Googling around, I also found that none of these stories are new – big fire at the Mall back in 2009, riot police have been called in the past for bus problems, and the trash fires are a recurring phenomenon. The economy may be booming here with GDP running near ten percent, and of course the estimated five billion dollars being spent on the new Panama Canal locks and associated upgrades. Still, it seems there’s a lot of catching up to do before Panama can claim world-class status, or achieve half of what their role model, Singapore, has managed.
In our smaller world, now relocated in the clean clear air of the Perlas islands, the boat projects continue. I ‘m aware that a lot of these maintenance issues we’ve foisted upon ourselves by not leading simpler lives, but so far the balance is still in favor of the amenities! We’re getting really experienced at taking the water maker out as we chase down a pesky leak on the high pressure side. Some new engine parts arrived and have been applied with, so far, good results.
Lubricating the anchor windlass is not one of Doug’s favorite chores.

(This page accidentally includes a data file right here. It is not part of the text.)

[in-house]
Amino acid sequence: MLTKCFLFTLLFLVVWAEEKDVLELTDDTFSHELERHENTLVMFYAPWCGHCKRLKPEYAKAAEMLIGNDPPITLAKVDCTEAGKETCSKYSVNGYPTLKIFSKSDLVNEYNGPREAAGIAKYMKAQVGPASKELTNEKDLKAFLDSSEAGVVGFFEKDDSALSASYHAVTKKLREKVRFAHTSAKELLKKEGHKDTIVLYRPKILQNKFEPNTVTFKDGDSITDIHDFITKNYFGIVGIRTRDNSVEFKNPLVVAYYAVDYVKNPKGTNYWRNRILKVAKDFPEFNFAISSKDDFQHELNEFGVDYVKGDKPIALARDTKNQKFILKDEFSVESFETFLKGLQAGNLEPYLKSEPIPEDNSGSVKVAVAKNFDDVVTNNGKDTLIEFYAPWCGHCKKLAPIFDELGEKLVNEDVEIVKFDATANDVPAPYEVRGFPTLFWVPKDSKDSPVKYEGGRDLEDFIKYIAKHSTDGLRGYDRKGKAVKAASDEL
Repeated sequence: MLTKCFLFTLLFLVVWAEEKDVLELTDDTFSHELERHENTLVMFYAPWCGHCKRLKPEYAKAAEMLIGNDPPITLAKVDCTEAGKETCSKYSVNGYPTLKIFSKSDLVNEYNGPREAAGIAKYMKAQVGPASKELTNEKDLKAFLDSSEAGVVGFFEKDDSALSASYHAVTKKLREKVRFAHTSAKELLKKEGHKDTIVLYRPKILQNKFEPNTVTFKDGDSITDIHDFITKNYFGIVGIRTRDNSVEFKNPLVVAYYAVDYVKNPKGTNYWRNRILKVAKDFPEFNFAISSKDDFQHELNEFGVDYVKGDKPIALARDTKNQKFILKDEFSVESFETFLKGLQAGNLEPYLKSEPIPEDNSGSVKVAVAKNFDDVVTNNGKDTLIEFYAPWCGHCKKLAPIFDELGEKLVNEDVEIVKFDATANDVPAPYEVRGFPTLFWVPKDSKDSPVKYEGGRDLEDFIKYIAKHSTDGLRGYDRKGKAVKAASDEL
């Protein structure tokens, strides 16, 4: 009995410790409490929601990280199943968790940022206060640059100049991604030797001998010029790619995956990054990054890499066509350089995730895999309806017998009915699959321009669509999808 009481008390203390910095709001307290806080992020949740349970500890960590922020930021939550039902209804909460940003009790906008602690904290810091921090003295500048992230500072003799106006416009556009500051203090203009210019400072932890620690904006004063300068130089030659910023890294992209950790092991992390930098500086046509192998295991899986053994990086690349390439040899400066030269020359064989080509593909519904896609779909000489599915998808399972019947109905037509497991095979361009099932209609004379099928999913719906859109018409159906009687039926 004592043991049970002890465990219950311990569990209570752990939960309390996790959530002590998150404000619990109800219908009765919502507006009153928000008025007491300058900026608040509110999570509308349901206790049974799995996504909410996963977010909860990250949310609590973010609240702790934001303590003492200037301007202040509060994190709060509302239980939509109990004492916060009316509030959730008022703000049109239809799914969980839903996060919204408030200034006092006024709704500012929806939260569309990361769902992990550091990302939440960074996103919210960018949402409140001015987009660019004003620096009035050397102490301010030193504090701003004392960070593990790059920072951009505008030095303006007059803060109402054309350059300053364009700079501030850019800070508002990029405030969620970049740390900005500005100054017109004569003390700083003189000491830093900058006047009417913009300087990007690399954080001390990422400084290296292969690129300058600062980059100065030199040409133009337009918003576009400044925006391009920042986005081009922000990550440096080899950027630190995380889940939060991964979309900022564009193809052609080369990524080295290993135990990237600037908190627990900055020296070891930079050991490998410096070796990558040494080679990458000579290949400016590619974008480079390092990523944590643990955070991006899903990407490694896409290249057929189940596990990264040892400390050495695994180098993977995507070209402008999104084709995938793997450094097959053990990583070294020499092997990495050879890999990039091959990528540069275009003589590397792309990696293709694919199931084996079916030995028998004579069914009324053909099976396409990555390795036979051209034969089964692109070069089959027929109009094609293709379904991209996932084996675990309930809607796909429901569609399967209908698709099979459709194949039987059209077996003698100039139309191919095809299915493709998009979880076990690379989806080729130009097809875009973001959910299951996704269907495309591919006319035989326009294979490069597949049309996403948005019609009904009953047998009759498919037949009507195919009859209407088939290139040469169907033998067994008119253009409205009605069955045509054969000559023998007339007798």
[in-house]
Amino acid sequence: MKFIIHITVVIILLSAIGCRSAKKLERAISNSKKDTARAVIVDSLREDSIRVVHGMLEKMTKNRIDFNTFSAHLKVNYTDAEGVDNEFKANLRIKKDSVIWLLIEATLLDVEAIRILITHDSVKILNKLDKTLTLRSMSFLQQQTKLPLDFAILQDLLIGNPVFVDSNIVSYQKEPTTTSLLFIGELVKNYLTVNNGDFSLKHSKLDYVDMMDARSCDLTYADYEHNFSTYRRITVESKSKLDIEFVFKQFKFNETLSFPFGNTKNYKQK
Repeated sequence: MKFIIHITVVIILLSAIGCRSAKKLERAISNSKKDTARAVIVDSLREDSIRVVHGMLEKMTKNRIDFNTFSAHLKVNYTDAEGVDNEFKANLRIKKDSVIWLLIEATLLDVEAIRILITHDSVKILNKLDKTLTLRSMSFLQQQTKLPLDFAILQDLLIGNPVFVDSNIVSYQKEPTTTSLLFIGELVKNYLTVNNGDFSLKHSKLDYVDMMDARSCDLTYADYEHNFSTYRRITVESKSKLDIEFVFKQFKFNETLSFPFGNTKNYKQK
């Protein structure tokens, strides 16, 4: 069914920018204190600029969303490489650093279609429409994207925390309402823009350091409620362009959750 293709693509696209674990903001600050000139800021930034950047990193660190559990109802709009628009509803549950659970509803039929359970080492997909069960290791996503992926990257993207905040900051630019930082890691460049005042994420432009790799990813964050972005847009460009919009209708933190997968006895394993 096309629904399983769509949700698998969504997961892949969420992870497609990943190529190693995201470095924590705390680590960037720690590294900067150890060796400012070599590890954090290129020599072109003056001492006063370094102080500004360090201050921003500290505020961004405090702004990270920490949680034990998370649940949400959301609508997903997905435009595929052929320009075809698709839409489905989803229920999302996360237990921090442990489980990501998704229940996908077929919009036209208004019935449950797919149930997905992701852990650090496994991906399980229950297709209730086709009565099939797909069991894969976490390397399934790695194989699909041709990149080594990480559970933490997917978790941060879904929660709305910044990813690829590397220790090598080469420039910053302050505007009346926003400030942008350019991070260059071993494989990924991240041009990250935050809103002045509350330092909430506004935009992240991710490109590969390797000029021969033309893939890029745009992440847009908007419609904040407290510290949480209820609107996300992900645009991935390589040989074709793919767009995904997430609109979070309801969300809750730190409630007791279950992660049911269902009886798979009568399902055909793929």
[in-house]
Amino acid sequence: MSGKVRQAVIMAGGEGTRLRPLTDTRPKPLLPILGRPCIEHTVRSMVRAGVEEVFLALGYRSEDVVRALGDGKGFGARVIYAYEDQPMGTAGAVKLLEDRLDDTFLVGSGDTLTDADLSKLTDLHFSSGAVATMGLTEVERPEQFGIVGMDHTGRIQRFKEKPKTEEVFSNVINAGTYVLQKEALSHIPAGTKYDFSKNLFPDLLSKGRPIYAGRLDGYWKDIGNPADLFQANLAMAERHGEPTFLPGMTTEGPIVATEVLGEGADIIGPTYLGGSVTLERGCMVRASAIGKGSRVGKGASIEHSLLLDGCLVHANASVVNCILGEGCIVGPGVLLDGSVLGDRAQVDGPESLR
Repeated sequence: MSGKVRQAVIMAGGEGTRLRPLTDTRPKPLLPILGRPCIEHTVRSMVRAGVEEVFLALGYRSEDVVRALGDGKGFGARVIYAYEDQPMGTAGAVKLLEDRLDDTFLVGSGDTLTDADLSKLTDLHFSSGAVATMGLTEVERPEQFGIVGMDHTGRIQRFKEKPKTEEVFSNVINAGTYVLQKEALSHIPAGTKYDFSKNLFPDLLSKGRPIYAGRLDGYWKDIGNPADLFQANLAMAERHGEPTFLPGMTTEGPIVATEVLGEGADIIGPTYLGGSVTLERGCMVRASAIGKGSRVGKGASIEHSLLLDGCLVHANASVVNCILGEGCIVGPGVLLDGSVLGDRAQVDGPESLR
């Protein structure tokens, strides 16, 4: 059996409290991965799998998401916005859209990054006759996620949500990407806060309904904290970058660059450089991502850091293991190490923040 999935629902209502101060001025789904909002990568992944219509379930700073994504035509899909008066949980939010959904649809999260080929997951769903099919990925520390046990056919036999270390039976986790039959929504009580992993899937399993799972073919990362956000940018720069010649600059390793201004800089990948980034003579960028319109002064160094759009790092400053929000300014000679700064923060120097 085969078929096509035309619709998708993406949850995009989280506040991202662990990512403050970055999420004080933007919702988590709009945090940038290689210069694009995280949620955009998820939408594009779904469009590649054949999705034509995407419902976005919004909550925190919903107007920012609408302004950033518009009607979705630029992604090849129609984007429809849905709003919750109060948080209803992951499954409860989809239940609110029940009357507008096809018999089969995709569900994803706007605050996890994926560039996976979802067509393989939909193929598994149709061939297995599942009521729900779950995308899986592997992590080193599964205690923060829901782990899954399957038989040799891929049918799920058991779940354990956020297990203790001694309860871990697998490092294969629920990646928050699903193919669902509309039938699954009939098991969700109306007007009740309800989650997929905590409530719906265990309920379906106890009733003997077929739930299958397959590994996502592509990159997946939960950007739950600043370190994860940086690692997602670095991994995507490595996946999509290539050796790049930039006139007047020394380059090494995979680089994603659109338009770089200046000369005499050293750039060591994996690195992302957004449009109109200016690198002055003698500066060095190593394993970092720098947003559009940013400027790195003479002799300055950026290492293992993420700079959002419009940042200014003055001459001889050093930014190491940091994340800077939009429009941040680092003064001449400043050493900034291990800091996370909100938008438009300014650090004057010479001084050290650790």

Getting city-fertilized growth off the bottom and the propellor is more pleasant now that the water has warmed some. Big splurge on a new aluminum-bottomed dingy (more appropriate for dragging across beaches in this land of double-digit tides,) but it needed an intricate fitted cover (‘chaps’), the making of which ate almost a week of my life. Software and computer issues spring eternal. Pressure canning ‘Meals Ready to Eat’ like beef stew, chicken soup, pre-cooked beans, and what may be a lifetime supply of kimchi.
Plus my brother Curt came and we got to be tourists and entertain the locals for a little while. Here Curt makes his own raspado ice drink.
And we really enjoyed our visit to the Panama Canal Museum at the Miraflores Locks, especially the simulation from the bridge of a ship passing thru. I can’t upload that video, so here instead is the bulk carrier Rosalia D’Amato, presently enroute from California to Tianjin Xingang, at an average speed of 12.2 knots, according to marine traffic.com. I wish I knew how to find out what Bulk they’re carrying.
So here we are, waiting for that light northerly wind predicted for the end of the week. Surely there’s one more northerly weather system left in the season! Then we’ll be moving towards Puerto Amistad, Bahia de Caraquez, Ecuador, 35 miles south of the equator, at an average speed of – well, we would hope for 5 or 6 knots, and the chance to travel there in a straight line, but neither is guaranteed, or maybe even probable.
In the meantime, there are nice rocks on the beaches, which I photograph instead of taking them home like I used to do!
And we’re catching some fish which I photograph, then eat.
That’s the report from Panama on the cusp of the season. The Pacific is living up to its name.